The Americans? The Brazilians? The Swedes? For years, the debate over which country produces the best Rainbow Six Siege players has raged. Well in 2021, that debate can be settled to an extent with the introduction of the Rainbow Six World Cup.
Similar to Overwatch’s World Cup, Ubisoft has announced a global competition that sees players representing their country rather than an esports organisation. From the regional qualifiers through to the final, a total of 45 countries will participate in the inaugural iteration of the tournament in summer 2021. From titans of the scene like the United States, to lesser-known player bases like Morocco, countries from five different regions will be selecting their best players to do battle.
While the tournament has only recently been revealed, we still know a fair few details about the Rainbow Six World Cup. So here we take a look at when and where it might be, which nations are taking part, and how the format will work at this international celebration of Siege.
Rainbow Six World Cup teams
45 national teams will be given the opportunity to compete in the Rainbow Six World Cup, but only 20 will take part in the actual tournament.
14 teams are already confirmed for the tournament thanks to receiving invitations from Ubisoft, with the remaining six spots being filled by the top team(s) from the five regional qualifiers.
Here’s a full list of the Rainbow Six World Cup teams:
- United Kingdom
- Chinese Taipei
- South Korea
- United States
Middle East and North Africa Qualifier
- Saudi Arabia
- Sri Lanka
Each country’s roster is selected by a committee, but can only contain two players from the same esports organisation. This means Brazil could not simply be represented solely by the entire Ninjas in Pyjamas team, for example.
Each regional qualifier will see one team qualify for the World Cup, with exception to Europe, which will see two teams progress.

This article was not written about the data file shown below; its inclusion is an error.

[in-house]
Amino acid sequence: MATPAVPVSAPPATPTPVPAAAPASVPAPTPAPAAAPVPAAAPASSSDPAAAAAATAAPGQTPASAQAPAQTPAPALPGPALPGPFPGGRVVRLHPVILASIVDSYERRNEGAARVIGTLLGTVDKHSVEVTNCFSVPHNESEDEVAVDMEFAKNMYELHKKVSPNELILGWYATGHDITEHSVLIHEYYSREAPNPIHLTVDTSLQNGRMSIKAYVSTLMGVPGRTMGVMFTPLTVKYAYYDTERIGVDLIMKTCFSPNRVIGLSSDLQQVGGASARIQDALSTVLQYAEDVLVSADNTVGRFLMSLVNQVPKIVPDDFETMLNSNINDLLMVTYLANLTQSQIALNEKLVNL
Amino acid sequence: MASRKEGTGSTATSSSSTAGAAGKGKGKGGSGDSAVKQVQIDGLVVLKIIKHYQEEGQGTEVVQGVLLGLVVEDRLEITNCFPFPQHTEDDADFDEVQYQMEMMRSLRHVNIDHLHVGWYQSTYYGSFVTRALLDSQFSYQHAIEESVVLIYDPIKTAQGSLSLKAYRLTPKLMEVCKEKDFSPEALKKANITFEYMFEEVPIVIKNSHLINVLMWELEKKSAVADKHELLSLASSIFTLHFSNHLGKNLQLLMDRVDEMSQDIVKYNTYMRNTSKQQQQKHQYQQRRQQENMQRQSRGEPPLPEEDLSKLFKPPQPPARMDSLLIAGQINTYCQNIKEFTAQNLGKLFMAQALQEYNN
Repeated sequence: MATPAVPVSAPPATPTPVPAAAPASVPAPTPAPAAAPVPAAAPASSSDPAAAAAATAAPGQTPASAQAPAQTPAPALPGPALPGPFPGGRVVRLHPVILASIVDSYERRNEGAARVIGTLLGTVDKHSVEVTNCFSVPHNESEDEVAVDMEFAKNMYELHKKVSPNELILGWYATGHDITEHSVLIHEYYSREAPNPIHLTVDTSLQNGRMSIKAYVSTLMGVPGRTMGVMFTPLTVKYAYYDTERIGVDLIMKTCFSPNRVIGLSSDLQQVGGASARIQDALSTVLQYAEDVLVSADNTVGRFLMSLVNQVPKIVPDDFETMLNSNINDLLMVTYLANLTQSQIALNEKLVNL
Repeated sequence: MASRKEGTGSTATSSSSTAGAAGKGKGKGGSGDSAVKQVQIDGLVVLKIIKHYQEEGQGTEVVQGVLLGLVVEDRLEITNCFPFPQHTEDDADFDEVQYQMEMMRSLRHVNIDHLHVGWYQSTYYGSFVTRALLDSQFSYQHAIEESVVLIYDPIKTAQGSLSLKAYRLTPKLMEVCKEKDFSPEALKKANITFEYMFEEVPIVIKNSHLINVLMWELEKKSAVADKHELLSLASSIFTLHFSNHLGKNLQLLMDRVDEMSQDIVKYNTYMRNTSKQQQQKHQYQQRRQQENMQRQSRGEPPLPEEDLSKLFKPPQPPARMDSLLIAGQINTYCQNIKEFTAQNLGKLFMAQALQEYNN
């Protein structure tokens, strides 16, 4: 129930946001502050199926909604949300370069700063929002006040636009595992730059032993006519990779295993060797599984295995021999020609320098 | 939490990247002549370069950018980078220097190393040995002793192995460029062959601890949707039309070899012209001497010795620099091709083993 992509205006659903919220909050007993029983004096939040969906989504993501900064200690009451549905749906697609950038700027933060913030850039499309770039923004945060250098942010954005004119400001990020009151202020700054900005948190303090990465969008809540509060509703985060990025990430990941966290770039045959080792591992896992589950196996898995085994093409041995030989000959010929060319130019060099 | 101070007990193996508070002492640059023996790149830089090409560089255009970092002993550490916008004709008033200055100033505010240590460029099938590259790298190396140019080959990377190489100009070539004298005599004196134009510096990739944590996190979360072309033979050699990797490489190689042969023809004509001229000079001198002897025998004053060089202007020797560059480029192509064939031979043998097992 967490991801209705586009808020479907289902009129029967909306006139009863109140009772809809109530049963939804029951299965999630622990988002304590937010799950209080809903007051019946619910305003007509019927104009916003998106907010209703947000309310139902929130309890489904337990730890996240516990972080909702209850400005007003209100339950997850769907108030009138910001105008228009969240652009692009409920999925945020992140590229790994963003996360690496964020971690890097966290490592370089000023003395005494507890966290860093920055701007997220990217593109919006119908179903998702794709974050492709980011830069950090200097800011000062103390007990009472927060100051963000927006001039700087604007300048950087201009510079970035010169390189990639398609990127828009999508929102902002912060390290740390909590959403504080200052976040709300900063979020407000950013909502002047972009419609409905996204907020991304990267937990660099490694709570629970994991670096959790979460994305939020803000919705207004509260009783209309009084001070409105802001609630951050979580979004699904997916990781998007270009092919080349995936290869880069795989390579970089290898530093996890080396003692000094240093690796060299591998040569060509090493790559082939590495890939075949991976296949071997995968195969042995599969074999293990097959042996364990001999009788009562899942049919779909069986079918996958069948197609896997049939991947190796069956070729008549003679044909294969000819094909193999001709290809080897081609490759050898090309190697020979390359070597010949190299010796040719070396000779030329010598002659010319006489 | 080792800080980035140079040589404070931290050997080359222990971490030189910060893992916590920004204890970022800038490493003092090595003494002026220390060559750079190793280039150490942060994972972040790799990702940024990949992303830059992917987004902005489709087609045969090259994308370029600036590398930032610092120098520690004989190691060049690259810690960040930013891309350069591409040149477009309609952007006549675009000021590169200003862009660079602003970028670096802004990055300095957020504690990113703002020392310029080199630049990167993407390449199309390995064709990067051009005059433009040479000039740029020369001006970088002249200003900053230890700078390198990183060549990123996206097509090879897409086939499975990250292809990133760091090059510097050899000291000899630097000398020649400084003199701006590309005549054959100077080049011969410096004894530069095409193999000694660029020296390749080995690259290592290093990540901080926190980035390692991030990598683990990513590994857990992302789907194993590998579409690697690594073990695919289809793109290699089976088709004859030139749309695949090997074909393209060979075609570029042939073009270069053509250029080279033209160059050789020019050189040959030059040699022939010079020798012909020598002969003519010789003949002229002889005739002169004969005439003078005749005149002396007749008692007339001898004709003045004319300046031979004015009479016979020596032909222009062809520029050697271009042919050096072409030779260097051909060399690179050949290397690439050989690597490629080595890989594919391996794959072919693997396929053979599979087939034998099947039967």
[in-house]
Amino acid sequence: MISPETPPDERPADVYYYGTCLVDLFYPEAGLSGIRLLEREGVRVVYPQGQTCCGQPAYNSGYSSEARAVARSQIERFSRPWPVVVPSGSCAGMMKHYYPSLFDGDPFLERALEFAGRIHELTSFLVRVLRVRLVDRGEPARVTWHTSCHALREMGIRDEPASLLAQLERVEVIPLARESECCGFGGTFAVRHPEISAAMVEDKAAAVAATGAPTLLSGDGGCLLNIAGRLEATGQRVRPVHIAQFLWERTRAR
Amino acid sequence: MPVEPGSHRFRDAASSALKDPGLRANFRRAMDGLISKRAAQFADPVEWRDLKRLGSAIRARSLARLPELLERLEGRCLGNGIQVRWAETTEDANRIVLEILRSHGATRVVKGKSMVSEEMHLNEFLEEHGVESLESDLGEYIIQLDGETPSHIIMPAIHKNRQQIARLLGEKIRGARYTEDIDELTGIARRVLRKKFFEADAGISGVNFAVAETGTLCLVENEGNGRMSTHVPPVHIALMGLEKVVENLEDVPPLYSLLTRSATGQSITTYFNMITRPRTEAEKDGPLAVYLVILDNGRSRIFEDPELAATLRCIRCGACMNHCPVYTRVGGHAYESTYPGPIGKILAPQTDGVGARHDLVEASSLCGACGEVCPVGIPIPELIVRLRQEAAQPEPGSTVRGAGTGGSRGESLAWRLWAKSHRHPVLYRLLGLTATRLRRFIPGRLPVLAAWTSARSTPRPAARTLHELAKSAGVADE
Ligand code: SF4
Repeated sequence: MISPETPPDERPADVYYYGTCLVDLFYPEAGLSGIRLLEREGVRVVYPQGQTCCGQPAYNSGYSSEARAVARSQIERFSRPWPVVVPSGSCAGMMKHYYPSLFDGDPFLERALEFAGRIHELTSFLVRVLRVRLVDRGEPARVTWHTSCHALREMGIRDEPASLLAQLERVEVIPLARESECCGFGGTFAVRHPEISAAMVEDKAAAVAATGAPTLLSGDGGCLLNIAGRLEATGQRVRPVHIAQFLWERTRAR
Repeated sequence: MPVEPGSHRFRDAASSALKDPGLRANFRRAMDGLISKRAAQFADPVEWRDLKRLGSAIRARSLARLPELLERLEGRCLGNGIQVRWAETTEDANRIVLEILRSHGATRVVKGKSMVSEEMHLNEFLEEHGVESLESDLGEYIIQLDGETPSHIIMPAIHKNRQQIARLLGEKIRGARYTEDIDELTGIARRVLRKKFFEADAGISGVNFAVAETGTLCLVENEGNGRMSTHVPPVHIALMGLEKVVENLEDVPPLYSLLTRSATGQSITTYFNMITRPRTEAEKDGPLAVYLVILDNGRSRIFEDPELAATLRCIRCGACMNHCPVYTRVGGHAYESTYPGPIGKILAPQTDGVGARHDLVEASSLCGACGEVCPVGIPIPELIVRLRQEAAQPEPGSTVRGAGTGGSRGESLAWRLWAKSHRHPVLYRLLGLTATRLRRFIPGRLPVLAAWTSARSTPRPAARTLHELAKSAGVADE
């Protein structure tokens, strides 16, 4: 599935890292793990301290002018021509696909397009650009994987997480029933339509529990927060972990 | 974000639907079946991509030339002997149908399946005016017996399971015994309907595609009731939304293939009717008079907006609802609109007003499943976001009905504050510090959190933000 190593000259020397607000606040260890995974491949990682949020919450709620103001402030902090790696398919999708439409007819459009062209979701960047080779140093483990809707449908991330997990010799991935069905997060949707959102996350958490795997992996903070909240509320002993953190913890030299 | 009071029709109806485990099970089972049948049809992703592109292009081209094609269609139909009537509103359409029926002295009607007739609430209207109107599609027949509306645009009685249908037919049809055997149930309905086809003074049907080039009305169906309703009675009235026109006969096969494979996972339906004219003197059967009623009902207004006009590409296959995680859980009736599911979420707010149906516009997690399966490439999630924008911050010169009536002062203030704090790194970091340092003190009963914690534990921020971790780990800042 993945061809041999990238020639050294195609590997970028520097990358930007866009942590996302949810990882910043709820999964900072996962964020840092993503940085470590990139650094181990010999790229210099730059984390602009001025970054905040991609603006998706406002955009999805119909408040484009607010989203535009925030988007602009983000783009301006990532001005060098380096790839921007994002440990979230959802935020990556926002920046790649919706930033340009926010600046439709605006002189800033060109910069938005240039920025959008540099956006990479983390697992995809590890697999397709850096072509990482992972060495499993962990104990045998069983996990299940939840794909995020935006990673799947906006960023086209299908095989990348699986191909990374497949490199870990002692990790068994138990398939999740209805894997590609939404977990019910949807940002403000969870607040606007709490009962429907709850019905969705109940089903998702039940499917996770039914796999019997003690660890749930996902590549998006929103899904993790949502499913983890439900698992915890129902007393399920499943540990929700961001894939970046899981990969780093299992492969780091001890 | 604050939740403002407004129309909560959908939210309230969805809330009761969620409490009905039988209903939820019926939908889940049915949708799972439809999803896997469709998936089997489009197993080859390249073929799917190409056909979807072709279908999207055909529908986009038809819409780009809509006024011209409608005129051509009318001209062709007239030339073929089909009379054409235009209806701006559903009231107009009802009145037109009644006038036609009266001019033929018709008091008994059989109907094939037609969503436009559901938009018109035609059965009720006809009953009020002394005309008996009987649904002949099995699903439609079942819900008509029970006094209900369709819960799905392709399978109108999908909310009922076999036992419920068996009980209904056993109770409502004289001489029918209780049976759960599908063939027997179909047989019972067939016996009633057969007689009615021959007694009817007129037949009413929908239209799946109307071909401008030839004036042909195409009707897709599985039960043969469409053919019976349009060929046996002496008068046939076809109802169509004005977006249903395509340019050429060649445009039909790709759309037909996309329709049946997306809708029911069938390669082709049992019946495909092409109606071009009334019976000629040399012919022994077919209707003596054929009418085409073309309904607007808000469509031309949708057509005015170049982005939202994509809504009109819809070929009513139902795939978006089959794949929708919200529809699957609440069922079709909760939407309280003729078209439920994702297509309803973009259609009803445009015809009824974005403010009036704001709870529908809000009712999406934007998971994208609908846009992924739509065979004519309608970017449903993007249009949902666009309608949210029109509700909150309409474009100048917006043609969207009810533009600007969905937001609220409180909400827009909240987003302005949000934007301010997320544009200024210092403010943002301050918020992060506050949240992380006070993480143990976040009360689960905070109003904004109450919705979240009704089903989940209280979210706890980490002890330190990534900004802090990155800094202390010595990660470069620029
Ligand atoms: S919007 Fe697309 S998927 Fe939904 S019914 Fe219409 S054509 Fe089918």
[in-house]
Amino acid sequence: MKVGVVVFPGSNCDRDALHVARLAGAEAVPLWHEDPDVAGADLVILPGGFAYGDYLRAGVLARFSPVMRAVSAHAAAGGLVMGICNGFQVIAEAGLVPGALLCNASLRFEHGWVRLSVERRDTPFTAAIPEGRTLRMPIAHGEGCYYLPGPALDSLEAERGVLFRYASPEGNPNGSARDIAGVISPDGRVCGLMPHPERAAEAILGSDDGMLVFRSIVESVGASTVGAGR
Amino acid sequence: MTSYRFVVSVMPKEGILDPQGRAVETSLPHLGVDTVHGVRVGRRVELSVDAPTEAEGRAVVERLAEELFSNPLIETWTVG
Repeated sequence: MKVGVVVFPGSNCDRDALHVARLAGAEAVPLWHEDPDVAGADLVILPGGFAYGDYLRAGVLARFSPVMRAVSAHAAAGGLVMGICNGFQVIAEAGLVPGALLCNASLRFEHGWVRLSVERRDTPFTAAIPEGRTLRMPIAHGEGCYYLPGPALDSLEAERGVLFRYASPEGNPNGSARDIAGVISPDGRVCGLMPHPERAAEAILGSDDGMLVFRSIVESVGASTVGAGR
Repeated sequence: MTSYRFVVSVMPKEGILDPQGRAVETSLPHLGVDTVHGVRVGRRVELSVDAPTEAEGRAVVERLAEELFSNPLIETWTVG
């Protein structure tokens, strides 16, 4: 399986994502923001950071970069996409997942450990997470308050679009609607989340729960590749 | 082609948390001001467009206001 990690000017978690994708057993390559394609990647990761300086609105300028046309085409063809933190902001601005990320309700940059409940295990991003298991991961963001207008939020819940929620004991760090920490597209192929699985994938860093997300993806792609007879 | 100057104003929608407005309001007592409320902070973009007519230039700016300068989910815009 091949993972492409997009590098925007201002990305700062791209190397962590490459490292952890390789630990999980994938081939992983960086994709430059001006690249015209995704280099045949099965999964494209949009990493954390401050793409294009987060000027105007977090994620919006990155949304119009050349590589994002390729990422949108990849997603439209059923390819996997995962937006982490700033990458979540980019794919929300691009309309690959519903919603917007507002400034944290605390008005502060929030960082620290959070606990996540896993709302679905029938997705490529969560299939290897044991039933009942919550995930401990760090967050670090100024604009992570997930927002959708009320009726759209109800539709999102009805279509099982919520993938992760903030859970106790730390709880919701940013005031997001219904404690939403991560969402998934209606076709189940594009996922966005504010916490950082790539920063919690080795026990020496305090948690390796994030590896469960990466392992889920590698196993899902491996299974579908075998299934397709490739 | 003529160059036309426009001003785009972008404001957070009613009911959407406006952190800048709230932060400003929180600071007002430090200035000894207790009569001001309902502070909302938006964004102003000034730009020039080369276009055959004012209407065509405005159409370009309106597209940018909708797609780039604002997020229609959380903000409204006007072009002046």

Rainbow Six World Cup dates
Ubisoft’s initial schedule for the Rainbow Six World Cup is very loose. Player selection is billed for fall this year, the regional qualifiers for early 2021, and the World Cup itself for summer next year.
Rainbow Six World Cup format
There’s currently not much information on what the format for the Rainbow Six World Cup qualifiers or actual event will look like just yet. All we know for now is that two teams from the European qualifier and one team from each of the other regional qualifiers will join the 14 invited teams at the World Cup.
How the 20 teams will be divided into groups is purely speculation at this point. Two groups of ten? Four groups of five? Five groups of four? Who knows.
From there in, either a knockout phase or double elimination bracket format will likely be the route to the final.
There’s also no word on whether the World Cup will be online or offline. The likelihood is that the regional qualifiers in early 2021 will be online, but Ubisoft will probably want the actual event to be held offline. By next summer, the coronavirus pandemic will hopefully be at a point where offline events will be much easier to organise and can be attended by fans.
Rainbow Six World Cup location
So far Ubisoft has not revealed where it intends to host the Rainbow Six World Cup. There’s also a chance – with the current pandemic situation – that there will not be a host city or country at all and that it will be online.
However, there are a few major nations that are both big enough and Siege-obsessed enough to be viable candidates for an offline World Cup.
Since the Rainbow Six Siege Pro League started in 2016, major events have been held in the United States, Canada, United Kingdom, Germany, Poland, France, Italy, Brazil, and Japan. All of these are likely forerunners to host the first World Cup and all have received invites from Ubisoft.
The US and Canada will always be likely locations for virtually any esports event, and are probably the favourites to be the host. Montreal, Canada is also home to Ubisoft’s headquarters, so it would make sense for the inaugural event to be on its home soil.
Brazil’s thriving Siege community and passionate approach to esports would make it a great contender. It is, however, currently one of the global hotspots for coronavirus, and unless it makes a very rapid recovery, it could be too much of a gamble for Ubisoft to try and plan an event there.
Japan has an equally fanatical Siege community, and the country hosted its first Siege event in 2019 with the Pro League Season 10 Finals.
With Europe also being the most represented region, it would make a lot of sense travel-wise to host the first World Cup there, so a major European city like Paris or Berlin could certainly be a viable option.